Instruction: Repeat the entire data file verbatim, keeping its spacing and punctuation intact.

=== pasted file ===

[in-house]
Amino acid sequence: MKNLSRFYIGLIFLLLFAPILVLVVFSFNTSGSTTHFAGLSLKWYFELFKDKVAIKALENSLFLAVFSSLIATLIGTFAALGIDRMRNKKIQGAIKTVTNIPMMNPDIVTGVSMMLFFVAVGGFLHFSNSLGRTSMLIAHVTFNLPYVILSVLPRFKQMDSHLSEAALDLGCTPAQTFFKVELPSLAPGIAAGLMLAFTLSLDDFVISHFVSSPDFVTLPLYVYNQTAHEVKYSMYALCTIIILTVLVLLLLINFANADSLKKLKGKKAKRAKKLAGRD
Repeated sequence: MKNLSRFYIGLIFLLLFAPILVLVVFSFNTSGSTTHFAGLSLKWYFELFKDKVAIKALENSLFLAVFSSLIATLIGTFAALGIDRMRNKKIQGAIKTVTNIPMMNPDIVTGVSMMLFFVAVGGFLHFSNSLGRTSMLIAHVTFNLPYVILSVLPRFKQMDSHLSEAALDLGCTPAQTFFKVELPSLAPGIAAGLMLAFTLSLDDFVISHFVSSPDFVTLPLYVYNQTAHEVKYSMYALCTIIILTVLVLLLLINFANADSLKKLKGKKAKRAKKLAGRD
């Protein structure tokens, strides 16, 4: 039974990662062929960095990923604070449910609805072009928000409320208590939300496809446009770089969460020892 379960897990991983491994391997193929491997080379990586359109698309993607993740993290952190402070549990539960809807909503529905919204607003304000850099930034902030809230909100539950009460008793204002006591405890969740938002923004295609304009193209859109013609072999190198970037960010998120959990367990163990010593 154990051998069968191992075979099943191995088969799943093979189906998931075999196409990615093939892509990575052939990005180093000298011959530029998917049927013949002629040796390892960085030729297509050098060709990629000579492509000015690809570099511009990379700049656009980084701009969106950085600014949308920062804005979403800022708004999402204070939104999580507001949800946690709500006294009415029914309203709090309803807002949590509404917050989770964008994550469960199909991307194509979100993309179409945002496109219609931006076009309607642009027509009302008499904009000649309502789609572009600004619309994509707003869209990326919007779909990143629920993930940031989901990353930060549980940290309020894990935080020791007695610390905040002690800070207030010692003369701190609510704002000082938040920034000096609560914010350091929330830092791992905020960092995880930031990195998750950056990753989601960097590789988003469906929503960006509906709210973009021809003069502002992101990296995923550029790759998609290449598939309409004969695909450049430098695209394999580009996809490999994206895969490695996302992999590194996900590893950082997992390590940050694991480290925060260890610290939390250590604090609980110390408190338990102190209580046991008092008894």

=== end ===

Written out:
[in-house]
Amino acid sequence: MKNLSRFYIGLIFLLLFAPILVLVVFSFNTSGSTTHFAGLSLKWYFELFKDKVAIKALENSLFLAVFSSLIATLIGTFAALGIDRMRNKKIQGAIKTVTNIPMMNPDIVTGVSMMLFFVAVGGFLHFSNSLGRTSMLIAHVTFNLPYVILSVLPRFKQMDSHLSEAALDLGCTPAQTFFKVELPSLAPGIAAGLMLAFTLSLDDFVISHFVSSPDFVTLPLYVYNQTAHEVKYSMYALCTIIILTVLVLLLLINFANADSLKKLKGKKAKRAKKLAGRD
Repeated sequence: MKNLSRFYIGLIFLLLFAPILVLVVFSFNTSGSTTHFAGLSLKWYFELFKDKVAIKALENSLFLAVFSSLIATLIGTFAALGIDRMRNKKIQGAIKTVTNIPMMNPDIVTGVSMMLFFVAVGGFLHFSNSLGRTSMLIAHVTFNLPYVILSVLPRFKQMDSHLSEAALDLGCTPAQTFFKVELPSLAPGIAAGLMLAFTLSLDDFVISHFVSSPDFVTLPLYVYNQTAHEVKYSMYALCTIIILTVLVLLLLINFANADSLKKLKGKKAKRAKKLAGRD
């Protein structure tokens, strides 16, 4: 039974990662062929960095990923604070449910609805072009928000409320208590939300496809446009770089969460020892 379960897990991983491994391997193929491997080379990586359109698309993607993740993290952190402070549990539960809807909503529905919204607003304000850099930034902030809230909100539950009460008793204002006591405890969740938002923004295609304009193209859109013609072999190198970037960010998120959990367990163990010593 154990051998069968191992075979099943191995088969799943093979189906998931075999196409990615093939892509990575052939990005180093000298011959530029998917049927013949002629040796390892960085030729297509050098060709990629000579492509000015690809570099511009990379700049656009980084701009969106950085600014949308920062804005979403800022708004999402204070939104999580507001949800946690709500006294009415029914309203709090309803807002949590509404917050989770964008994550469960199909991307194509979100993309179409945002496109219609931006076009309607642009027509009302008499904009000649309502789609572009600004619309994509707003869209990326919007779909990143629920993930940031989901990353930060549980940290309020894990935080020791007695610390905040002690800070207030010692003369701190609510704002000082938040920034000096609560914010350091929330830092791992905020960092995880930031990195998750950056990753989601960097590789988003469906929503960006509906709210973009021809003069502002992101990296995923550029790759998609290449598939309409004969695909450049430098695209394999580009996809490999994206895969490695996302992999590194996900590893950082997992390590940050694991480290925060260890610290939390250590604090609980110390408190338990102190209580046991008092008894």